The law nullifies the Vermont mandatory GMO labeling law that took effect July 1. The law requires food manufacturers to disclose the presence of bioengineered ingredients in one of three ways: text on the package, a symbol on the package or a link to a web site (a quick response code or similar technology).
Many in the food industry support the law.
|Pamela G. Bailey, president and CEO, Grocery Manufacturers Association|
“This legislation will open a new era for transparency in ingredient information for consumers, by requiring disclosure of genetically engineered ingredients for families in every state across the nation,” said Pamela G. Bailey, president and CEO of the Washington-based Grocery Manufacturers Association. “Its consistent national standard is far better than a costly and confusing patchwork of different state labeling. The president’s signing of this legislation also stops, effective immediately, Vermont’s mandatory on-package labeling law that went into effect July 1 and already has left consumers in the state with fewer products on the shelves and higher compliance costs for small businesses.”
Gary Hirshberg, chairman of Just Label It and co-founder of Stonyfield Farm, Londonderry, New Hampshire, urged food companies to go with the option of putting “clear and simple” labels on their products.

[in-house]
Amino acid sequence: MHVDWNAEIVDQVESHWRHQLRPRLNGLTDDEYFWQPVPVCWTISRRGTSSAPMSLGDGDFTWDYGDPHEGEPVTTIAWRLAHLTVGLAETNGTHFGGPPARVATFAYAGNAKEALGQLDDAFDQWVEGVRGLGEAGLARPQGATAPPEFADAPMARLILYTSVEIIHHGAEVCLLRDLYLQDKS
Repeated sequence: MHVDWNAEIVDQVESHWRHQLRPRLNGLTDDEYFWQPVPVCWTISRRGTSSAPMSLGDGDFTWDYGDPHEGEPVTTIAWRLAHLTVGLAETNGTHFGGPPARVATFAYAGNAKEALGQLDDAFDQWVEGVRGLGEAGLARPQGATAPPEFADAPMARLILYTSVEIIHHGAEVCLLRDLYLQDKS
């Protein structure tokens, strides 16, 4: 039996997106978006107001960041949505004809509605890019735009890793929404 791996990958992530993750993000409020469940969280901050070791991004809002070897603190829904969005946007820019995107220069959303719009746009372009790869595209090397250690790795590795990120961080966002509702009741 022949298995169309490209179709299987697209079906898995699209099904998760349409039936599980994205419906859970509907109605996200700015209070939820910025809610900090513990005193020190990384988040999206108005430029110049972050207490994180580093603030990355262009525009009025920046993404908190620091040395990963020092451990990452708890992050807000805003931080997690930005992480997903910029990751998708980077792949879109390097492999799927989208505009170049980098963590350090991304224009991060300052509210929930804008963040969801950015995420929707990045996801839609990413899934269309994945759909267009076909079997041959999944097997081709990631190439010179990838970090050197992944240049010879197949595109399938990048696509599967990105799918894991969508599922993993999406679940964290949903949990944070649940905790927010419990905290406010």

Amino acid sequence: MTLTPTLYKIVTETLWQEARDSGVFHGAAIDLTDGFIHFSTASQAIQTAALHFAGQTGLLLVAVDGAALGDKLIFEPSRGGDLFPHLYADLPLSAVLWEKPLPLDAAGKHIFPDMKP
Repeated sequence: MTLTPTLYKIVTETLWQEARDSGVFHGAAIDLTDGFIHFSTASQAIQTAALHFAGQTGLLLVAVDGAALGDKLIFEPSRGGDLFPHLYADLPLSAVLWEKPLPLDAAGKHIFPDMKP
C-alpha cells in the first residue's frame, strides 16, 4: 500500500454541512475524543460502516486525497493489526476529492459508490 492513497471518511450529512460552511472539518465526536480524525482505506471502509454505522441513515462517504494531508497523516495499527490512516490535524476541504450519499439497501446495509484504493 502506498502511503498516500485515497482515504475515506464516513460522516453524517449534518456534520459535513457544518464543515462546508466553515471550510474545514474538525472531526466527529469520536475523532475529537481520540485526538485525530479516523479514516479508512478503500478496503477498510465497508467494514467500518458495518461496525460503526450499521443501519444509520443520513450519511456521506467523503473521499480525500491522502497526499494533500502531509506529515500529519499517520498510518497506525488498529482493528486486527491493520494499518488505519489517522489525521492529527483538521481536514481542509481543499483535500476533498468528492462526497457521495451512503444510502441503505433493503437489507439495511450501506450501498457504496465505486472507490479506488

“Consumers have already begun to see GMO labeling disclosures on many familiar food packages as companies prepared to comply with Vermont’s groundbreaking law,” he said. “In the wake of the creation of a national, mandatory labeling system, Campbell’s, Mars and Dannon have already publicly committed to keeping this simple disclosure on their packages as USDA sorts out the rules for implementation of this new law. I have sent a letter to other industry leaders asking them to publicly commit to keeping consumers out of the dark when it comes to GMOs in our food.”